Moving Windows 8 to HTML5 and Javascript is the Right Thing to Do

From Ars Technica:

Hearing that Windows 8 would use HTML5 and JavaScript for its new immersive applications was, therefore, more than a little disturbing to Windows developers. Such a switch means discarding two decades of knowledge and expertise of Windows development-and countless hours spent learning Microsoft’s latest-and-greatest technology-and perhaps just as importantly, it means discarding rich, capable frameworks and the powerful, enormously popular Visual Studio development environment, in favor of a far more primitive, rudimentary system with substantially inferior tools.

Despite developer complaints, this is the right thing to do. Technology changes, and Microsoft has to make this shift with everyone else. It’s better for the user, better for the business, and better for everyone involved in the long run.

From Business Insider:

From a business and technical perspective, this makes sense. Windows 8 will run on a bunch of different hardware — traditional  Intel x86 chips, new Intel systems-on-a-chip, and at least four different flavors of ARM. Programming separately for each of these platforms is complicated — it would require developers to recompile their code for each platform, and perhaps rewrite portions that don’t work.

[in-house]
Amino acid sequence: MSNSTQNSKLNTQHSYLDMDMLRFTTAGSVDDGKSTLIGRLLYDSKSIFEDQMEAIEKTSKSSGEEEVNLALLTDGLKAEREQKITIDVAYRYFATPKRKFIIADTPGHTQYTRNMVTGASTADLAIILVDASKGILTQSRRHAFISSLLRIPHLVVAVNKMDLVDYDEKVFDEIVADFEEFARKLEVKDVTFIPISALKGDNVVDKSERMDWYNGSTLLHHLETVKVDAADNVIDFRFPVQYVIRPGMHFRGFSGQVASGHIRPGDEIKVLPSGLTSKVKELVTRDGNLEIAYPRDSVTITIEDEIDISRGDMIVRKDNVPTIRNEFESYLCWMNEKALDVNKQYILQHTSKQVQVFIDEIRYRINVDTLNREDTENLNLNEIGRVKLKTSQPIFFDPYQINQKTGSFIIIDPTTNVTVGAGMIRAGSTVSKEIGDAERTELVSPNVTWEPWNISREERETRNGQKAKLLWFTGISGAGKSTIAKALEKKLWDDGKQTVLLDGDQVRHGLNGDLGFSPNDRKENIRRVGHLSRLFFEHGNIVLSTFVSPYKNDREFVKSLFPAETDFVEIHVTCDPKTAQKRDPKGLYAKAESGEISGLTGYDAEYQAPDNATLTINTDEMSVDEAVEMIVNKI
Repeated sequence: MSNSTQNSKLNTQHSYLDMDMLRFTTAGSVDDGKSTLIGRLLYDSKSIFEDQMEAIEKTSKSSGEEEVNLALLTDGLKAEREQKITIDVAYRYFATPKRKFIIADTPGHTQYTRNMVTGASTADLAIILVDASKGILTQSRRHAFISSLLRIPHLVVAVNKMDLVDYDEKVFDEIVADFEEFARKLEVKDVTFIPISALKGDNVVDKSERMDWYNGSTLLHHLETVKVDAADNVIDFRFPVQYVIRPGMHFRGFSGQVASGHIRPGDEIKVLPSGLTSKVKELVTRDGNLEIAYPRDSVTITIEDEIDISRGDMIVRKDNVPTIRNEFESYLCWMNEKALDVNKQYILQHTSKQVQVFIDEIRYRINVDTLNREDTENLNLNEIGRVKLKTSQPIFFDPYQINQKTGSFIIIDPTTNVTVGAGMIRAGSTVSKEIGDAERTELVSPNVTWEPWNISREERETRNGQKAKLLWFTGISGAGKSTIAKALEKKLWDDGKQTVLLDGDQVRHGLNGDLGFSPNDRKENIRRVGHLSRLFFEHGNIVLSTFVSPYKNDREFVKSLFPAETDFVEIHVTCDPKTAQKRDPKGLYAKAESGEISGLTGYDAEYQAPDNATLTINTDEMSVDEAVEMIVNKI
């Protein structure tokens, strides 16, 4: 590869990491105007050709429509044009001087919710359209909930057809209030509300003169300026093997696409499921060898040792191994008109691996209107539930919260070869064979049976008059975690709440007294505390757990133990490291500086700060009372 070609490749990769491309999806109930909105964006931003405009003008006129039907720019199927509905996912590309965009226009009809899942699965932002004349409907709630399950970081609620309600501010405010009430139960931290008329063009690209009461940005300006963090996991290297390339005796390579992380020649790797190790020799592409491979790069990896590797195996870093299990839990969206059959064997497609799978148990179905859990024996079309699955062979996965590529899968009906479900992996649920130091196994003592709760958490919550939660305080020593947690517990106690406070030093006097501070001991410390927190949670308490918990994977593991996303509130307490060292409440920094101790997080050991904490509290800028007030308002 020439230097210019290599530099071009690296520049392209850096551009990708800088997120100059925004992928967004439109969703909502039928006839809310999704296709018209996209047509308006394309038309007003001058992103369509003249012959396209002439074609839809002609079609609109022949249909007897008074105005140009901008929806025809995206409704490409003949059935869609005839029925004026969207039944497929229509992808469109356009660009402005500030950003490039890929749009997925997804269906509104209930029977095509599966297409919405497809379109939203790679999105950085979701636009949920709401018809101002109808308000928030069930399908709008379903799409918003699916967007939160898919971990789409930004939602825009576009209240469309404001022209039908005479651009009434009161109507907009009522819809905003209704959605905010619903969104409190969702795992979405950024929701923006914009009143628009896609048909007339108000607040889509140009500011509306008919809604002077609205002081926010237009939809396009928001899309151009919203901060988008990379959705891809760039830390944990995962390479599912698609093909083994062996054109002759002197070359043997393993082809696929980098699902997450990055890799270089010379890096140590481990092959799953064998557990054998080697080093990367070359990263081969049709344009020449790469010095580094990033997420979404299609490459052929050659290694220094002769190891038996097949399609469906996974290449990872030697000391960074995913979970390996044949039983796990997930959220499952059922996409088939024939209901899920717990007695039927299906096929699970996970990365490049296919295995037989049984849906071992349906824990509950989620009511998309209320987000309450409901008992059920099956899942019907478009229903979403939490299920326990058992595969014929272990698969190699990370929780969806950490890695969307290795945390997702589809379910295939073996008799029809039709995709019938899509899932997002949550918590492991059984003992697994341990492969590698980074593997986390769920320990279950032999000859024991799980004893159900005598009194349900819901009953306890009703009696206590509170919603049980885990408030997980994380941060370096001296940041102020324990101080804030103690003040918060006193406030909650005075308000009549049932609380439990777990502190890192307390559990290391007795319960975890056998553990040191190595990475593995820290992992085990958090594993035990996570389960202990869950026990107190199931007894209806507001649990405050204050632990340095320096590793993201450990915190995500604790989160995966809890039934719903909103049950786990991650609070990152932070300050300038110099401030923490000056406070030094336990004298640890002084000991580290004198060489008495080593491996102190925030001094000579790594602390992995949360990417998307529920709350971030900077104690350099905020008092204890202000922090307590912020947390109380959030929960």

HTML5 and Javascript are Web standards, and they’re built to be cross-platform.

That not only makes their past experience less useful, but also opens development to an army of Web-focused developers who have never been particularly interested in Microsoft. Suddenly all these young hotshot Web jockeys will be able to write competitive Windows programs? That’s a lot to bear for the guy who spent a decade perfecting C#.

It could mean truly cross-platform applications (i.e. get rid of Flex). It’ll take a while to build tools that will catchup to Visual Studio.  But in the meantime, more developers will be able to develop for the platform, and it’ll bring more (and possibly more usable) applications to Windows.

That’s a bad thing?